A much delayed and once canceled Walmart Neighborhood Market and gas station proposed in Dardenne Prairie are closer to reality with the approval of a conditional use permit and site plan for the facility.
The city’s Board of Aldermen approved both bills at its March 15 regular board meeting. The application seeks a change from the site’s present C-2 commercial zoning to C-2 planned unit development with conditional uses. The proposed development involves 6.25 acres of a 15.79-acre property north of Feise Road, near its intersection with Bryan Road.
The 15.79 acres is divided into five parcels and is part of 86.5 acres, known as the Bopp tract, owned by Cora Bopp Family Limited Partnership. Walmart is expected to buy two of the parcels with city approvals, which are expected to be forthcoming.
The project will move to its design phase now, with construction contracts expected to be awarded in November or December, Mayor David Zucker said last week. Construction is expected to take nine months.
Residents at a public hearing before the board vote didn’t speak in opposition to the market, but asked questions about stormwater management and voiced concerns about underground gas tanks and traffic.
The new applications surprised city officials because Walmart officials had told the city last July 19 that they were dropping plans to build a similar nearly 50,000-square-foot grocery store and gas station on the 15.79-acre property.
Walmart’s earlier pullout came after months of review and discussion regarding the development of the property and market. The pullout came on the eve of a final decision on a conditional use permit and site plan for the development that were expected to go before the city’s board at its July 20 meeting. The city’s planning and zoning commission had recommended approval of the permit and site plan. Aldermen already approved a planned unit development [PUD] request on the tract on July 6.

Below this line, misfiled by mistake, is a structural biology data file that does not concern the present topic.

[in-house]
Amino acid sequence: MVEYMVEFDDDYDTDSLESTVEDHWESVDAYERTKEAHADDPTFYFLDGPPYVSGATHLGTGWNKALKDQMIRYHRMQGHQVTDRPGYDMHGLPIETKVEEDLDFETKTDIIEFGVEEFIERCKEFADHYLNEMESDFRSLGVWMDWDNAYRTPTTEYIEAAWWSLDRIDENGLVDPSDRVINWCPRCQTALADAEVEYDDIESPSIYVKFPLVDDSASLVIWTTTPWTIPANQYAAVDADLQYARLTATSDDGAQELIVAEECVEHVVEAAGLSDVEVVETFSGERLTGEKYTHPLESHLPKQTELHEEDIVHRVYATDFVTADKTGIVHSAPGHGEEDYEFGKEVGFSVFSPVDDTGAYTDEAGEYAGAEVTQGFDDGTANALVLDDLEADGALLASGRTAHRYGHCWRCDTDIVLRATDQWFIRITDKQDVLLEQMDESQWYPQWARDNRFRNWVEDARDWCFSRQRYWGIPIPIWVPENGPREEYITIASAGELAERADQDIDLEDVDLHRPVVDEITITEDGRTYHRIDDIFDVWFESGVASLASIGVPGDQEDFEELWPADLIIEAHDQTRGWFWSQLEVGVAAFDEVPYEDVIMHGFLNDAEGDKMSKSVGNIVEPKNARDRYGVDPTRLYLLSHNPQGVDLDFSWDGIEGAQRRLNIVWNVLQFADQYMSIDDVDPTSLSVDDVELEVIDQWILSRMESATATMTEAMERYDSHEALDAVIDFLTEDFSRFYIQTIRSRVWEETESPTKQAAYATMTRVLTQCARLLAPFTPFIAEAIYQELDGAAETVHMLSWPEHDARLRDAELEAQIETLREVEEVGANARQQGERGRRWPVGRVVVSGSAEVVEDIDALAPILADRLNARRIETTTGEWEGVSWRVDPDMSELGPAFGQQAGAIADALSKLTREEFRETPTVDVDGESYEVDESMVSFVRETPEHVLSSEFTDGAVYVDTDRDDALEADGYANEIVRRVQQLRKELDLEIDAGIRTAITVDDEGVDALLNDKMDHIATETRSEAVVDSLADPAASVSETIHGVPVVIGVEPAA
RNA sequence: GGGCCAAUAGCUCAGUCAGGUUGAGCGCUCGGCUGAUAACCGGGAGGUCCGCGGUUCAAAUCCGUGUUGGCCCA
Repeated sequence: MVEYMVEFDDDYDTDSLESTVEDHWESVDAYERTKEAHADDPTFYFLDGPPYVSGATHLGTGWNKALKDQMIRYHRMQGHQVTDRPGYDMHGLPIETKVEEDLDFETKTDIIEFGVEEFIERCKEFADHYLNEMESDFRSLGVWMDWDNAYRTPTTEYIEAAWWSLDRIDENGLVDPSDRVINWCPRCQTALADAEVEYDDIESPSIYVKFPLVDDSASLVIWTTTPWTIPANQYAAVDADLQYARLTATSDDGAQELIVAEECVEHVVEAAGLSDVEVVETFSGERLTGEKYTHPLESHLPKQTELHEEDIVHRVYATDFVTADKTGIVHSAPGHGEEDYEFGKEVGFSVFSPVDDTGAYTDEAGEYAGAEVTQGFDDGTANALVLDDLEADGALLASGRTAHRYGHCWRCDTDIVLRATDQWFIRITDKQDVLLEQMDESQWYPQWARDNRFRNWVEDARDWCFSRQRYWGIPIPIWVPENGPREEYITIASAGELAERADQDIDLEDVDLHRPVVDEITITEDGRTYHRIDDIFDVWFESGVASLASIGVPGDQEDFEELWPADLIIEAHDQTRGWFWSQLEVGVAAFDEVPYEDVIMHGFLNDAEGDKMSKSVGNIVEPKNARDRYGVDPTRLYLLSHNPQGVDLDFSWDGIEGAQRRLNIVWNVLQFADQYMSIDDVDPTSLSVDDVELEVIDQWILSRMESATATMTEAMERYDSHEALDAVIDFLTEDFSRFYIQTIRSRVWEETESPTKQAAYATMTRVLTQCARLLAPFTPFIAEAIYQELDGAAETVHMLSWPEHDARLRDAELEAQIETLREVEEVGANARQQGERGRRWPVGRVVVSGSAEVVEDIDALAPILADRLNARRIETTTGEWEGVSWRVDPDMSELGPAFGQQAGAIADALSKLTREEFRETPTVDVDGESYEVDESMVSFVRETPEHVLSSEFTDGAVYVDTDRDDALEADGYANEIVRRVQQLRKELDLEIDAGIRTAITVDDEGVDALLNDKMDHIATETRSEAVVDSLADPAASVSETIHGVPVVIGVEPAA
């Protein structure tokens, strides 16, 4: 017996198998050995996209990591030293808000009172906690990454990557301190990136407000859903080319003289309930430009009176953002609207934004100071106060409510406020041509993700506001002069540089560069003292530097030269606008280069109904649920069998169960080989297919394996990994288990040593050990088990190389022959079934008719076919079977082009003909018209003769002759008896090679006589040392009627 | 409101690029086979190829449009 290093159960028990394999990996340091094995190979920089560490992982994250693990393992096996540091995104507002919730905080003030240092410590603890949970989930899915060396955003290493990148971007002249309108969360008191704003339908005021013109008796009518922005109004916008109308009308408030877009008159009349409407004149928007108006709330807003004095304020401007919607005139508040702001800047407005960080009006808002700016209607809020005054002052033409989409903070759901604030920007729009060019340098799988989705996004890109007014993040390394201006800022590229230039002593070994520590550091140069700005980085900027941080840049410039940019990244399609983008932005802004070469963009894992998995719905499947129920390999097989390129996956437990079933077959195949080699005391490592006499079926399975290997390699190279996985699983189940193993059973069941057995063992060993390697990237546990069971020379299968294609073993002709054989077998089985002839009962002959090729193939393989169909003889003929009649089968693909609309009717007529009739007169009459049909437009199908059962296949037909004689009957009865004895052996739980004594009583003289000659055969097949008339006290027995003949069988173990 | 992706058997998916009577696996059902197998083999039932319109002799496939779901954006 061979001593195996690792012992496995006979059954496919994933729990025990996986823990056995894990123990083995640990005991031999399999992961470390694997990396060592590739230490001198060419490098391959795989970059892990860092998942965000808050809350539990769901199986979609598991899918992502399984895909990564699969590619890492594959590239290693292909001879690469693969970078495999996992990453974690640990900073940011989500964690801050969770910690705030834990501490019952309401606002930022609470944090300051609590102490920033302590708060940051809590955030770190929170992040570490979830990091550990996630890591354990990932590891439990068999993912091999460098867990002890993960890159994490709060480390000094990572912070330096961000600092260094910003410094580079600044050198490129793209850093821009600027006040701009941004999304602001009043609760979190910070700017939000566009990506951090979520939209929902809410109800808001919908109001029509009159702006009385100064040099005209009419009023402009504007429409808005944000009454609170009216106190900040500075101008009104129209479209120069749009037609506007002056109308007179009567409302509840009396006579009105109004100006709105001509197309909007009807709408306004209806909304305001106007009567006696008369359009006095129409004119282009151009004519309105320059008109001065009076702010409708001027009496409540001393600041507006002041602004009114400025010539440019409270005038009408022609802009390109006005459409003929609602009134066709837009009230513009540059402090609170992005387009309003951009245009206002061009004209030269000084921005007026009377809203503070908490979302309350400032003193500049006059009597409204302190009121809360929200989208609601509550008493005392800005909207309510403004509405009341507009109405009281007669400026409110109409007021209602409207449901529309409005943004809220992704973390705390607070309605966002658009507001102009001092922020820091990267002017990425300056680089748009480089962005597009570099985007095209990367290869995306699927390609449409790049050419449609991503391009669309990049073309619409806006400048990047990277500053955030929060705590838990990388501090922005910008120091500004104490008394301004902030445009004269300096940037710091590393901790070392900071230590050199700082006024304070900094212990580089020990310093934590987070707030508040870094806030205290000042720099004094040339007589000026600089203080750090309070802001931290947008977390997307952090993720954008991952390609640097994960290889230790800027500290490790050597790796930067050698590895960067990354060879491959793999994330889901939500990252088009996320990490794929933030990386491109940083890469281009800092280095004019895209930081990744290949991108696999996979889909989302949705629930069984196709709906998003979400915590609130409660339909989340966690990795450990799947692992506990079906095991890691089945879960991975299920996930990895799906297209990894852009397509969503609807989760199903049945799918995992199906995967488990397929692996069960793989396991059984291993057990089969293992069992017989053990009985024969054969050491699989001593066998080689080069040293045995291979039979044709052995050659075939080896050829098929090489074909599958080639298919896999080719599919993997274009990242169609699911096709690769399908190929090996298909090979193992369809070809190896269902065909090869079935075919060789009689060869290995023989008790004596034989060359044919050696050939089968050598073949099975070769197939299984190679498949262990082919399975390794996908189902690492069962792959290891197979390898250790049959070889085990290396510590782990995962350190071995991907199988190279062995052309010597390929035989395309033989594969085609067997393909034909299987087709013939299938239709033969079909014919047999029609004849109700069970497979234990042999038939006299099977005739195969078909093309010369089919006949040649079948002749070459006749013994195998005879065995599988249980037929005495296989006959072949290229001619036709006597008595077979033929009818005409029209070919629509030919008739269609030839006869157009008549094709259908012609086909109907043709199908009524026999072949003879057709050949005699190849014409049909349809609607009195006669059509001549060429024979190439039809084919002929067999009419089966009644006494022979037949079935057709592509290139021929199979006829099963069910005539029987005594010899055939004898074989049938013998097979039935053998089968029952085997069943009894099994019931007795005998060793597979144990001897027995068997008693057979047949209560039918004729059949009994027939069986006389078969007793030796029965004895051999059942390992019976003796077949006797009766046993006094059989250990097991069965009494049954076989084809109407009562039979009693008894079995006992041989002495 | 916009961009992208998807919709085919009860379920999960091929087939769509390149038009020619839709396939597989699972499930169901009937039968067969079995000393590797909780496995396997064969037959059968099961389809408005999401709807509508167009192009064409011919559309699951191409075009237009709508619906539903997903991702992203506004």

Zucker said Walmart’s new proposal, forwarded to the city in January, reduced the market about 6,000 square feet, eliminated 20 parking spaces and increased the green space around its parking lot. The outside of the market will have a different appearance than the standard exterior look of other markets. City officials last year objected to the standard “industrial box” of the original design of the store and insisted on an upgraded design.
The new design is based on a market in Bluffton, South Carolina, on Hilton Head Island, proposed last year by a city aldermen, he said.
The market is less than half the size of a Walmart Supercenter and is limited to groceries and related products. It will have a pharmacy and will take grocery orders online for delivery to customers’ vehicles at a drive-through area.
The store would be the third Walmart Neighborhood Market to open in the county – two others are open in St. Peters.
The new store also will provide more sales tax revenue, which provides a large share of city funding. Zucker said a city consultant suggested that a grocery store equivalent in size to the Walmart Market could generate as much as $300,000 annually in sales tax revenue.
Zucker said he was baffled by Walmart’s decision last summer.
“The only explanation from them was that on reflection it was too expensive,” he said in an interview last July. He said based on the city’s own economic market assessment some months ago there was enough business within a five-mile radius of the site to support three full-sized grocery stores. “So one in that location would do a land office business,” he said.
Meanwhile, Zucker said he also expects the Bopp Partnership to submit a new area development plan for its property.
“That area plan will more likely than not feature less commercial and more residential,” Zucker said earlier this year. “I haven’t seen it, and don’t know when I will see it, but I think they recognize that the original concept with over 770,000 square feet [of commercial development] – that’s not happening.”